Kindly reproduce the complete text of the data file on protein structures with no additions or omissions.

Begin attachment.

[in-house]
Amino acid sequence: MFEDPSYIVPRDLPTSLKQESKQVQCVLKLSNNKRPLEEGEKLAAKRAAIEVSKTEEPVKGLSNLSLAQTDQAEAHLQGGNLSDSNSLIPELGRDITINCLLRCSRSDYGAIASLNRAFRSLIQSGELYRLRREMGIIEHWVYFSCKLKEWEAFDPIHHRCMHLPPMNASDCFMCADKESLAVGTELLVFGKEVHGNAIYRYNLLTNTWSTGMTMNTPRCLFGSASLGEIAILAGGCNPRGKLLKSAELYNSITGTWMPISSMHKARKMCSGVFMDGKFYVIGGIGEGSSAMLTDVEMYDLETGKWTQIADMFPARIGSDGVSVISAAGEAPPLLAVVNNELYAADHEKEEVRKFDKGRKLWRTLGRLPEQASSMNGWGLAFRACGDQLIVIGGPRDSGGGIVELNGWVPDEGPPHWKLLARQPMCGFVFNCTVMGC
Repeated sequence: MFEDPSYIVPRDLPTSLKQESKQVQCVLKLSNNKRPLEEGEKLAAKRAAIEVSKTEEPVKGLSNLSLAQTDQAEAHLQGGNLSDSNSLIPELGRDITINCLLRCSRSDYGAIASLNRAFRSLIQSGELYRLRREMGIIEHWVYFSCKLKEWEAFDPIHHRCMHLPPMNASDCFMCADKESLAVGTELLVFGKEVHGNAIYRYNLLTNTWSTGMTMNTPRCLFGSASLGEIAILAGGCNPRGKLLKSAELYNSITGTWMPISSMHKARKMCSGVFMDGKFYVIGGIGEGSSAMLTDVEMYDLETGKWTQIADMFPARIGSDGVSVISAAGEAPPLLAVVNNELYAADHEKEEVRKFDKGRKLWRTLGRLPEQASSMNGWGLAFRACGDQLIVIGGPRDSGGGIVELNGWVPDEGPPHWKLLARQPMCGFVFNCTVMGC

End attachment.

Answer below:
[in-house]
Amino acid sequence: MFEDPSYIVPRDLPTSLKQESKQVQCVLKLSNNKRPLEEGEKLAAKRAAIEVSKTEEPVKGLSNLSLAQTDQAEAHLQGGNLSDSNSLIPELGRDITINCLLRCSRSDYGAIASLNRAFRSLIQSGELYRLRREMGIIEHWVYFSCKLKEWEAFDPIHHRCMHLPPMNASDCFMCADKESLAVGTELLVFGKEVHGNAIYRYNLLTNTWSTGMTMNTPRCLFGSASLGEIAILAGGCNPRGKLLKSAELYNSITGTWMPISSMHKARKMCSGVFMDGKFYVIGGIGEGSSAMLTDVEMYDLETGKWTQIADMFPARIGSDGVSVISAAGEAPPLLAVVNNELYAADHEKEEVRKFDKGRKLWRTLGRLPEQASSMNGWGLAFRACGDQLIVIGGPRDSGGGIVELNGWVPDEGPPHWKLLARQPMCGFVFNCTVMGC
Repeated sequence: MFEDPSYIVPRDLPTSLKQESKQVQCVLKLSNNKRPLEEGEKLAAKRAAIEVSKTEEPVKGLSNLSLAQTDQAEAHLQGGNLSDSNSLIPELGRDITINCLLRCSRSDYGAIASLNRAFRSLIQSGELYRLRREMGIIEHWVYFSCKLKEWEAFDPIHHRCMHLPPMNASDCFMCADKESLAVGTELLVFGKEVHGNAIYRYNLLTNTWSTGMTMNTPRCLFGSASLGEIAILAGGCNPRGKLLKSAELYNSITGTWMPISSMHKARKMCSGVFMDGKFYVIGGIGEGSSAMLTDVEMYDLETGKWTQIADMFPARIGSDGVSVISAAGEAPPLLAVVNNELYAADHEKEEVRKFDKGRKLWRTLGRLPEQASSMNGWGLAFRACGDQLIVIGGPRDSGGGIVELNGWVPDEGPPHWKLLARQPMCGFVFNCTVMGC